Social media is one of the last bastions of social capitalism we seem to be hanging onto. It rewards those most intent on tearing down the other as viciously as is permissible within the terms-of-service, but what I can almost assert with confidence, is that social media brings out the unapologetic capitalist within all of us, where the value of trade is not money, but clout. This very clout, is a currency most LeftTube staples until very recently seemed to disproportionately value over pursuing true social justice for the most underprivileged segment of their audience. It left them stuck on disputes of a very insignificant nature, their fans battling over the spoils of the battlefront in its wake, and the subject of discussion being totally lost amidst all the sword clackery.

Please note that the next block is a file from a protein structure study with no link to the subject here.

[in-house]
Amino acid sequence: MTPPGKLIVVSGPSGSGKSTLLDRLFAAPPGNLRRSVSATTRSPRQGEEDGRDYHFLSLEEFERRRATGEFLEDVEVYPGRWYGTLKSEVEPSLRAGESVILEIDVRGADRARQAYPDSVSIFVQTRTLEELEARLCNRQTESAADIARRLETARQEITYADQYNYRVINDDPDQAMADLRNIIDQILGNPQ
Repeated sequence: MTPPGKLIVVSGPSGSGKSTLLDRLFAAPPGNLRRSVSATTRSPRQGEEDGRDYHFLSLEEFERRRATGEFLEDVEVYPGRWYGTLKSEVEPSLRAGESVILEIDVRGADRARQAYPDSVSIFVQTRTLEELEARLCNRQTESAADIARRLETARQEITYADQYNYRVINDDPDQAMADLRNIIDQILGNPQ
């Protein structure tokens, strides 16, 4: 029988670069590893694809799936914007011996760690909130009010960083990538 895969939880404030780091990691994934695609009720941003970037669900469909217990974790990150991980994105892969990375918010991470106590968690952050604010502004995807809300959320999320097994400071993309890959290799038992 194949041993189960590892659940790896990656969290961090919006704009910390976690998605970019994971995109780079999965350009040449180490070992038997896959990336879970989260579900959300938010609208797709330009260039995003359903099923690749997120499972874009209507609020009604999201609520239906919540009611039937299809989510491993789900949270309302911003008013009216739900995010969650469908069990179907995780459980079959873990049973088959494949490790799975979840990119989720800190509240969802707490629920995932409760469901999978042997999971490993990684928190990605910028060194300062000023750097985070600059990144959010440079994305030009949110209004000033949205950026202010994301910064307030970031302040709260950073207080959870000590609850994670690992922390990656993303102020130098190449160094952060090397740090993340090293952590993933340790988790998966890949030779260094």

Such instance of this happening was when Hbomberguy started a fundraiser to UK trans charity, Mermaids. The intent seemed at first innocuous, but as I started to pick apart the events leading up to it, it turned out famed transphobe “Glinner” had made a similar effort to the contrary purpose prior. The only question swirling in my mind after I found out about that, was whether it was worth getting Glinner angry over Islam so that Hbomberguy may finally take the initiative and raise funds for mosques affected by desecration and raise awareness of islamophobia’s vile effects. Of course, such a prospect never seemed to make its way onto my time-line the same way the Alexandria Ocasio-Cortez attended stream was, and that just further cemented my skepticism of LeftTube’s commitment to collective betterment when the only way it seems to get them involved, is to play the very game their right-wing counterparts have repeatedly bested them at.